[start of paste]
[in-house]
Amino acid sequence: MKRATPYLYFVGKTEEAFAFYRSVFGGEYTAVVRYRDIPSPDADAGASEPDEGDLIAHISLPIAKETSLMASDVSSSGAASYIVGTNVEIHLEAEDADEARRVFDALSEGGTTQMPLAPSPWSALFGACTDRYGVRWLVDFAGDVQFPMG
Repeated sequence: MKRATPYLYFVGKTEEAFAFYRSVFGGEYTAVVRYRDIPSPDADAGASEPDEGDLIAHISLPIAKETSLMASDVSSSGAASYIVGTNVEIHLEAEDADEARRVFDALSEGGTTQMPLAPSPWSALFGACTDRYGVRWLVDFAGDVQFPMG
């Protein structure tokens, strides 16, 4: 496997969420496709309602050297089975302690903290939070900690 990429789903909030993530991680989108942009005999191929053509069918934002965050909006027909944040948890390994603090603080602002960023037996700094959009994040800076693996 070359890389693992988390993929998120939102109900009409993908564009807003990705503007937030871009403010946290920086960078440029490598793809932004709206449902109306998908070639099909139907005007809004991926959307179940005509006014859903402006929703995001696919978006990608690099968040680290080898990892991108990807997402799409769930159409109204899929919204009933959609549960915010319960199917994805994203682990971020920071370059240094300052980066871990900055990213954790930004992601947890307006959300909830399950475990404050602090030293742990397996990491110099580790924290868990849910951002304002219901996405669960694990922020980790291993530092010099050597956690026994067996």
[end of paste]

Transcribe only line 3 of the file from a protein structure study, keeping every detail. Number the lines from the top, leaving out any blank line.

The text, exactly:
Repeated sequence: MKRATPYLYFVGKTEEAFAFYRSVFGGEYTAVVRYRDIPSPDADAGASEPDEGDLIAHISLPIAKETSLMASDVSSSGAASYIVGTNVEIHLEAEDADEARRVFDALSEGGTTQMPLAPSPWSALFGACTDRYGVRWLVDFAGDVQFPMG